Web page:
Matters have since grown worse. The Congress split saw the principal sources of corruption moving from the local and state level to the national, with the tapping of more lucrative central sources such as import and export licensing and defence and other contracts. The reports of the Estimates Committee, the Public Accounts Committee and the Public Undertakings Committee were given considerable importance and keenly debated. One feature that stood out was a section in these reports titled “procedural lapses”. Implicit in this was an unwarranted hint of corruption with process being regarded as sacrosanct regardless of performance, a wretched by-product of the permit-licence raj. Thus firms that reported production in excess of licensed capacity, through efficiency measures, better technology or conservation measures, were considered offenders. The absurd process versus performance syndrome persists.

Nehru reigned supreme and was meticulous in attendance. His speeches on the nation’s secular fabric, the need for planning, the development of a scientific temper and, above all, foreign policy were seminars intended to exhort and educate. His clashes with Shayma Prasad Mukherjee and Purshottam Das Tandon electrified the House as he made no bones about his scorn for revivalism and conservatism. But he was a tired man by the late fifties and faced humiliation in the period 1958-72 when his somewhat woolly-eyed policy of Hindi Chini Bhai Bhai and dependence on Krishna Menon came a cropper. Parliament was stinging about what was a monumental failure of policy.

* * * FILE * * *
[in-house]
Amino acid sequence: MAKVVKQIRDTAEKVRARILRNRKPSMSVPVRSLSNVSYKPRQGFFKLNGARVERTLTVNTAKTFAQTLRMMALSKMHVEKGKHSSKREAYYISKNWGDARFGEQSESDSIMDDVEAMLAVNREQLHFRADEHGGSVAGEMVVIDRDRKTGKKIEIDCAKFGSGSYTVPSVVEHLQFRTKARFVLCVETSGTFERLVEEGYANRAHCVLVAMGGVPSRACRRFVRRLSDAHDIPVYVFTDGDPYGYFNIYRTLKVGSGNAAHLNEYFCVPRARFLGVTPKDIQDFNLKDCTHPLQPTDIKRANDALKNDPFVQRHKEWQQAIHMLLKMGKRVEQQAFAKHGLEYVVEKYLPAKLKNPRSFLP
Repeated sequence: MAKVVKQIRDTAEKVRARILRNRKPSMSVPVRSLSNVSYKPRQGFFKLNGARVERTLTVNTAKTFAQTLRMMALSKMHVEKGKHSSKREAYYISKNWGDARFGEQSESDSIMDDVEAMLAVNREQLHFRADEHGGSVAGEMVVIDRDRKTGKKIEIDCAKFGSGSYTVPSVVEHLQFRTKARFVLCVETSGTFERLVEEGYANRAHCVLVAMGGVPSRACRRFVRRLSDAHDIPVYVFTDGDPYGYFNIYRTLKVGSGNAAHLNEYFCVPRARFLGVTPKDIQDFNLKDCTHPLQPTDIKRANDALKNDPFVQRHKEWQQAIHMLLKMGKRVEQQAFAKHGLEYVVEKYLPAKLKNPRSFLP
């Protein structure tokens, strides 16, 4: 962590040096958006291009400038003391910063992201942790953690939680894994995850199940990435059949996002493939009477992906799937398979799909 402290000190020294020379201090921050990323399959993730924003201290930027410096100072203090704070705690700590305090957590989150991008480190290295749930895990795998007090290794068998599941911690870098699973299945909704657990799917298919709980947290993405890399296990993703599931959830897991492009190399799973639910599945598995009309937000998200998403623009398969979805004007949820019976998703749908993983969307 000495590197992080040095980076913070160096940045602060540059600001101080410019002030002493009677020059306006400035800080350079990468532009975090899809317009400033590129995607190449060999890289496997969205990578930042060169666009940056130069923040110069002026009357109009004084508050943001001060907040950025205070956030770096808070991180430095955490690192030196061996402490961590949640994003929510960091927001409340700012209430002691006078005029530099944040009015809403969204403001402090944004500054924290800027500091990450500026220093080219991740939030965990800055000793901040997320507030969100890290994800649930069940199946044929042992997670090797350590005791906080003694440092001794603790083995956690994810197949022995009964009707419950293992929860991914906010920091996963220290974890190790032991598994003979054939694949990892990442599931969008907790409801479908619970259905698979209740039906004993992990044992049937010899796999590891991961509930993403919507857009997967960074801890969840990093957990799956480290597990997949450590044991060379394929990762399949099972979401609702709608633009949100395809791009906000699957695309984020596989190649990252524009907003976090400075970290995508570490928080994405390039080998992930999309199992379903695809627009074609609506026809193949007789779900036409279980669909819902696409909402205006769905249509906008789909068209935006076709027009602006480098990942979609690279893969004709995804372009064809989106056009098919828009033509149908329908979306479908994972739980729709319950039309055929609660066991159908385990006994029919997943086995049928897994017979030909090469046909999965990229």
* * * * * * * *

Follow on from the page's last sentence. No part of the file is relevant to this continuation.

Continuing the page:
Consultative committees had been set up for each Ministry, but the more useful parliamentary standing committees that could examine any matter and take expert evidence only came later. The question arose as to whether these committees should be open to the media, as the press favoured. Fortunately this was not accepted, as members who discussed issues candidly irrespective of party affiliations or ideologies, would then start playing to the gallery as now increasingly happens in the House with the advent of TV coverage.

The Press Gallery played an important role in Parliament as it was the means of communicating proceedings to the Members’ constituencies and to the public at large. So Members would often look at the Gallery to see who was present and would thereafter come up to the Press Rooms on the first floor to brief absent newsmen. Parliament reporting has gradually lost ground and moved from straight reporting to opinion pieces and commentaries to the detriment of both Parliament and the Press.

The nadir of Parliament was the Emergency when opposition members were jailed or muzzled by censorship. Thereafter, standards have steadily deteriorated as proceedings have sometimes deteriorated into brawls, grandstanding or disruption, rules are flaunted and decorum has been thrown to the winds. This, however, is a passing phase as India is in transition and Parliament’s changing membership and proceedings represent some of that enormous churning from below. Parliament represents the country’s supreme institution and the first four Parliaments set the frame for building a democratic India.

This remains work in progress.